Sunday, 27 February 2011


I'm actually rather proud of the United Nations this morning.

Amidst the carnage and mayhem unfolding in Lybia at this moment, the United Nations voted in the early hours of this morning GMT to impose sanctions on Colonel Gaddafi's regime.

Not only did it do so, but it actually did so unanimously.

As an internationalist, I'm a big fan of the concept of the United Nations. Indeed, one of the greatest thrills of my life (it's sad I know) was when I visited the UN HQ in New York City back in 2005. Actually seeing for myself the Security Council and General Assembly chambers was awe-inspiring. For it is in these rooms that decisions by the international community should be made for the well-being of the common good of humanity.

Idealism Vs Real-Politik
The problem of course is that in the real world, 'Real-politik' gets in the way of what sometimes may be perceived as getting the right and just decisions to be made. National interests take precedence as votes are often weighed up on the practical and pragmatic grounds affecting each member state.

The permanent veto of the 'Big 5' (China, France, Russia, UK and USA) members on the security council most aptly demonstrates this diplomatic conundrum.

Political impasse and a perceived inability to agree a firm resolution to a global concern has dogged the UN throughout its existence. The need for broad agreement amongst partisan member states has often led to diplomatic deadlock and the sense that for all its worth, the UN is nothing more than a talking shop.

Resolution 1970
Well, I was myself non-too happy when I heard the UN Security Council's toughly worded response to the Lybian situation at the start of this week. Yes it was a strongly worded response to the atrocities, but when the Libyan deputy ambassador to the UN talks of 'genocide' in his country, what use is strong words on a piece of paper for the people of the streets of Tripoli?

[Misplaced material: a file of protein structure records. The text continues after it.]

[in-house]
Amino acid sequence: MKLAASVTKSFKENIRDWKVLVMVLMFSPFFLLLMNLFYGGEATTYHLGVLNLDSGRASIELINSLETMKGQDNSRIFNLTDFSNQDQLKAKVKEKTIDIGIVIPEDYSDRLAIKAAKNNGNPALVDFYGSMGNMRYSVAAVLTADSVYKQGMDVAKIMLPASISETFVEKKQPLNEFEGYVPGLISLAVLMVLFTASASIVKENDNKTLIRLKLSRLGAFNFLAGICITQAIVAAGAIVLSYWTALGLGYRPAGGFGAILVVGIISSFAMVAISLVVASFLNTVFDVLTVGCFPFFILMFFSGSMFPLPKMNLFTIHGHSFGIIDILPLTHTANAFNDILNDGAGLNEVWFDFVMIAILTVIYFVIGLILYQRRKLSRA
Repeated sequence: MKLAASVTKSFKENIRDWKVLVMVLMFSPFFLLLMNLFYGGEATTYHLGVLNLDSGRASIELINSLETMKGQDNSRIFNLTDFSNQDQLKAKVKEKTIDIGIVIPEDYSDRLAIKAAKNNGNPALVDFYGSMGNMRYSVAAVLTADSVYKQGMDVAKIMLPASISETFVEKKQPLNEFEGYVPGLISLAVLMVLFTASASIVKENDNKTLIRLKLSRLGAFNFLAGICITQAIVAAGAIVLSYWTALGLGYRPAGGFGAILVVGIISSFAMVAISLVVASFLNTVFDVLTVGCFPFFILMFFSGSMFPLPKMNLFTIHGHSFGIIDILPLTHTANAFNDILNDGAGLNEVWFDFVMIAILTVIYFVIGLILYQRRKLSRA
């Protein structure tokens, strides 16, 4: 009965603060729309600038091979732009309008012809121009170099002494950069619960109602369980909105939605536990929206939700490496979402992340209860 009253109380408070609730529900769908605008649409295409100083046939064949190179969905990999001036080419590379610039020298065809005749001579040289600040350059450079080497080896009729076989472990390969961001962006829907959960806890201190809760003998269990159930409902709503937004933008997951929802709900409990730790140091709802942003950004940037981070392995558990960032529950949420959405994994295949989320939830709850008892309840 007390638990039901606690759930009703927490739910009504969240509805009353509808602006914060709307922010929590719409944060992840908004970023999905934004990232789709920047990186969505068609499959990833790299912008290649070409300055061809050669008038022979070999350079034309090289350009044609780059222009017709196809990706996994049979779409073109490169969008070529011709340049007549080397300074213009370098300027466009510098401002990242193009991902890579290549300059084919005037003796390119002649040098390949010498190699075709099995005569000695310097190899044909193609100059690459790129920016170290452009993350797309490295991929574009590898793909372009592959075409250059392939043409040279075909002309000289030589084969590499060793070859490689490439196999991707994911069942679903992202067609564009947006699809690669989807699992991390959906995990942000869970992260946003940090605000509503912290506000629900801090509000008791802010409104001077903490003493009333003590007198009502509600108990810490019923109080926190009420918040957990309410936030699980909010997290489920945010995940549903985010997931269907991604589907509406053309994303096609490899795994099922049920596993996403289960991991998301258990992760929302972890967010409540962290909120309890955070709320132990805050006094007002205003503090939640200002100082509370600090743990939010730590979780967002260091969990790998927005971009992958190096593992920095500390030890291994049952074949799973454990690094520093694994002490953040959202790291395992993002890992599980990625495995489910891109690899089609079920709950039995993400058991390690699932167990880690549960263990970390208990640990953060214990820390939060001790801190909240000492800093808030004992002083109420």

So it was with a real sense of pride in the UN that I heard it's unanimous decision overnight to...
  • Impose a complete arms imbargo on Libya
  • Impose travel bans and an asset freeze on Libyan leaders
  • Immediately refer the deadly crackdown on protestors to the International Criminal Court in the Hague
  • Introduce new steps against the use of mercanaries by the Libyan government against its own people
Does this go far enough? In my opinion, no. At the very least, there should be a no-fly zone imposed above the country to protect the citizens on the ground from being attacked by its own government from the air.

But as UN General Secretary Ban Ki-Moon stated, even bolder actions may be needed in the days ahead.

But whilst that bolder action may well be required and in my opinion this is already the case, let's not underestimate what the UN did today.

Not only has it unanimously agreed tough sanctions against the Libyan leadership, but it has also, for the first time in its 65 year history, voted unaninously as a collective of 15 sovereign states, to make a referral to the International Criminal Court in the Hague.

I had heard as I went to sleep last night that 14 of the 15 states had agreed to the draft resolution - namely the USA, UK, France, Russia and the 10 non-permanent members (currently serving on a 2 year rota until the end of this year) Bosnia and HerzegovinaBrazil, GabonLebanon, NigeriaColombia, Germany, India, Portugal and South Africa. The 15th country to not have agreed the draft I gathered was permanant member and veto wielding China whose diplomats were communicating with Beijing to seek approval to support the agreement. My concern on going to bed was that I would wake up and find that China as has happened in the past, would de-rail the resolution by opposing it or make it less powerful by abstaining in the ballot.

But it is to China's credit and the credit of the 14 other member states of the Security Council that  they have shown themselves and the apparatus of the UN as the beacon of internationalism, to be united against the Libyan atrocities.

This was a good day for the UN, for inernational diplomacy and for the concept of the preservation of world peace.

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